Should the US Take a Cue from Portugal on How to Win the War on Drugs?

The United States of America and Portugal both undertook a war on drugs in their respective nations a good few decades ago, but their approach towards eliminating the evil of substance abuse couldn’t have been further apart. As America went down hard on the drug trade with all guns blazing, Portugal dealt with their drug problem by treating it as a social health hazard rather than a serious crime. Years later, Portugal has the number of heroin users down to just 25,000 from about 100,000 users back in 2001. In the US however, the “War on Drugs” has not worked out too well as nearly 70,000 US citizens are still dying from drug overdoses every year. So, is there something that America can learn from Portugal’s strategy towards tackling drug problems? Let’s take a closer look at what the European country did differently to find out.

Decriminalizing of Drugs

Back in 2001, Portugal took a very controversial yet gutsy decision of decriminalizing the use of drugs. This didn’t only concern mild psychoactives like marijuana but even potentially lethal and extremely addictive substances like cocaine and heroin as well. At the same time, they launched a huge, nationwide public health campaign against the use of drugs, which basically turned the previously criminal offence of owning and using drugs to one of a social health problem.

The Mobile Vans

Throughout Portugal’s most drug infested streets, one will find the government funded mobile vans. These have the sole purpose of supplying opioid addicts with a substance known as methadone, which acts as an opioid substitute. They are also tasked with helping them find and hold jobs among other things. The mobile vans are a symbolic part of the Portuguese government’s continuing efforts in dealing with local drug problems.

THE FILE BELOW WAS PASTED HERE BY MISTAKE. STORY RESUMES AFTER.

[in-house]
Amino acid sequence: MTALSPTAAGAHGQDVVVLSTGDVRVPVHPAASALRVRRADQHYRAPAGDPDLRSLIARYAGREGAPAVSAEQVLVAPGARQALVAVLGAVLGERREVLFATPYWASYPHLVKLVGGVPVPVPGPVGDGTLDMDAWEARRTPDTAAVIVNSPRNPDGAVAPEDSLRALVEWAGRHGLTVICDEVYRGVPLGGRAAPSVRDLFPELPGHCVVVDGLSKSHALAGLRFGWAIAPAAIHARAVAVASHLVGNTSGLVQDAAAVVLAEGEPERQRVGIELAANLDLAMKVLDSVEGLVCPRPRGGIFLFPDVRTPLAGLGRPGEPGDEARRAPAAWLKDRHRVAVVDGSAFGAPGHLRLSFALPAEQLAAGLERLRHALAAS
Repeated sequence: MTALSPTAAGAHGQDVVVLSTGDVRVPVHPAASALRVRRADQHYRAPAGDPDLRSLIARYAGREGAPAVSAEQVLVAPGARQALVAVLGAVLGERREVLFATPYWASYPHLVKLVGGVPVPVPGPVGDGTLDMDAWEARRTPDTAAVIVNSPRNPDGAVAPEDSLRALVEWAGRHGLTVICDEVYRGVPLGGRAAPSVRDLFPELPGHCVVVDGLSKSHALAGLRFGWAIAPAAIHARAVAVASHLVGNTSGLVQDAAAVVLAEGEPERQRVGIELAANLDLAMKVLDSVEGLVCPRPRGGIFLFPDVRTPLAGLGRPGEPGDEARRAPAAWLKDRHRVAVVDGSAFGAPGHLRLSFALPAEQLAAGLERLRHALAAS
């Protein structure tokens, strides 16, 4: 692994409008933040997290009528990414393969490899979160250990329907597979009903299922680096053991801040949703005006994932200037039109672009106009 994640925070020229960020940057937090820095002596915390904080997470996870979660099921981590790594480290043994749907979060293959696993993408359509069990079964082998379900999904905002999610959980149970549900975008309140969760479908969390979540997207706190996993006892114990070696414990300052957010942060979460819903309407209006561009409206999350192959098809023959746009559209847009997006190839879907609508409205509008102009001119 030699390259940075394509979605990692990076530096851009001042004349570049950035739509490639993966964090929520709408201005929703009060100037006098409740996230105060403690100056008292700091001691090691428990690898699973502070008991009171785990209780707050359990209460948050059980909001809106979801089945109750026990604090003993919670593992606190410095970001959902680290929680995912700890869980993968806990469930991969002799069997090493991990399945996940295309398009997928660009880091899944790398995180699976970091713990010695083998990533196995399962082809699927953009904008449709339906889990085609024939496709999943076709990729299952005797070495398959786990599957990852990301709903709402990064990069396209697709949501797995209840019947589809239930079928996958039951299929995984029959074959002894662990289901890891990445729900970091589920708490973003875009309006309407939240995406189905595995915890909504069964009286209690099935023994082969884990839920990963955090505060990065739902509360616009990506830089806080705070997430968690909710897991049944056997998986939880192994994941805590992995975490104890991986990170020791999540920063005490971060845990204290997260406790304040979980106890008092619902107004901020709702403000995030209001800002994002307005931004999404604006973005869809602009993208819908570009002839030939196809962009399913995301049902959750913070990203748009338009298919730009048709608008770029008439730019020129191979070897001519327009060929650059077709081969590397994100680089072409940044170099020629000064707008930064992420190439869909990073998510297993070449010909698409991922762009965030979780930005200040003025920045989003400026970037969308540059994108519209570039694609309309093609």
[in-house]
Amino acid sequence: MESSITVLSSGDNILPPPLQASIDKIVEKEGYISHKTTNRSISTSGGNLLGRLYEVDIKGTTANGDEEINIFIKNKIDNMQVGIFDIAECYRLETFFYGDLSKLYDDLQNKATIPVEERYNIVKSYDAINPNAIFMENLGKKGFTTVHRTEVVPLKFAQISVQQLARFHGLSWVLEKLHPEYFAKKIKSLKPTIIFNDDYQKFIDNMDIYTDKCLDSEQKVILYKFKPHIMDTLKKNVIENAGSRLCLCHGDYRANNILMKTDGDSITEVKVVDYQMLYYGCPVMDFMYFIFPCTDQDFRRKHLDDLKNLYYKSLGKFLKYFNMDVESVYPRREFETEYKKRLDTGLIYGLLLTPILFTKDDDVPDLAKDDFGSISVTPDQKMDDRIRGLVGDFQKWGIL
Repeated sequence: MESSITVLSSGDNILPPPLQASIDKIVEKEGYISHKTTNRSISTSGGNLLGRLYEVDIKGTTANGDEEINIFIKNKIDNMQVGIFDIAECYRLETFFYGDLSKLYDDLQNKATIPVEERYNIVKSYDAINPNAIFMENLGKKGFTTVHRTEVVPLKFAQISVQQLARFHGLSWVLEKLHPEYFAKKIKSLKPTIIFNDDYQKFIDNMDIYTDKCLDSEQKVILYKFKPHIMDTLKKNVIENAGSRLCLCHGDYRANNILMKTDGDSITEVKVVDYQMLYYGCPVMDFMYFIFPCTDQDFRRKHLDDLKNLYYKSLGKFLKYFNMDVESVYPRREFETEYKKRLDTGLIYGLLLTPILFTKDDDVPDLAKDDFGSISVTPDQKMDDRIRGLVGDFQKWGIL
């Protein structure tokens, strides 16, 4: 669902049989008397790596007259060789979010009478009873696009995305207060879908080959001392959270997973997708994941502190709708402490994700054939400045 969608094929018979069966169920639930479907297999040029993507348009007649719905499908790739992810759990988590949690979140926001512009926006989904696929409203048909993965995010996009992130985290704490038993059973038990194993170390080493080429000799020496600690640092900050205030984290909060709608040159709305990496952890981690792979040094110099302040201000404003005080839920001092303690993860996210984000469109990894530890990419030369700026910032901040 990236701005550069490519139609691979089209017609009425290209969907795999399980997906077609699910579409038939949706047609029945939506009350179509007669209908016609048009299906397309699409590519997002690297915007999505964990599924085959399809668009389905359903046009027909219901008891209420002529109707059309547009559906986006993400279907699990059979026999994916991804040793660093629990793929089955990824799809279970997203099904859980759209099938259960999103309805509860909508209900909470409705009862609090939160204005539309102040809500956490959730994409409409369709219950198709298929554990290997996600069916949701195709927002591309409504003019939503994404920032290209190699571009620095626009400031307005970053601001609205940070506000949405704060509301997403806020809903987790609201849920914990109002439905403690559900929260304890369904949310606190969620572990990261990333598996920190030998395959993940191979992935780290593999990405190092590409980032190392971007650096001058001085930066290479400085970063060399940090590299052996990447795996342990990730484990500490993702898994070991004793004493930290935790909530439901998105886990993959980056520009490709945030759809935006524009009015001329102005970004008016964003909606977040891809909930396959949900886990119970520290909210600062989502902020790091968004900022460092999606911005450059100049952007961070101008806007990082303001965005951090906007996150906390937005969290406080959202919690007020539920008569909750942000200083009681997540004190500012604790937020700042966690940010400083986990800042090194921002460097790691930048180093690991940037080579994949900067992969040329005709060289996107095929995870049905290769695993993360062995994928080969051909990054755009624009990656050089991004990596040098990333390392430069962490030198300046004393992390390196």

Passive Approach

The public health workers associated with the program supply the drug addicts with clean needles, antibiotics, and other necessary medicines to stop the spread of blood-transmitted diseases and make sure that the ones who can’t quit at least stay as healthy as possible. It is an approach which would feel very strange to the dwellers of just about any other country in the world. The Portuguese government is not only trying to make people quit drugs; it’s also trying to make sure that the people who can’t quit are at least capable of leading a decent life.

The Law

One needs to understand that decriminalization of drug use doesn’t mean that selling drugs is legal in Portugal. Drug dealers and huge traffickers go to jail when caught just as they do in any other country, but it’s the victims who don’t. If you are caught with small amounts of drugs for personal use, it will not be treated as a criminal offence but an administrative offence. As part of the “punishment” for buying and/or using drugs, the person will need to go to a hearing held by the Dissuasion Commission, where counselors, therapists, and other experts on the matter will try to dissuade the user from becoming a regular addict.

There are various other aspects of the Portuguese drug policy and intricate details about it which delegates from all over the world are trying to incorporate in their own country’s anti-drug policies, but the ones mentioned here serve well to highlight how it differs from what most of us are used to seeing. In order to beat your drug addiction here in the US, you will have to rely on drug rehabs, and while they do work very well, not everybody can afford them.

The policy in Portugal, on the other hand, has made recovery from drugs a much more approachable concept; something that even the poorest of the citizens can look towards with hope.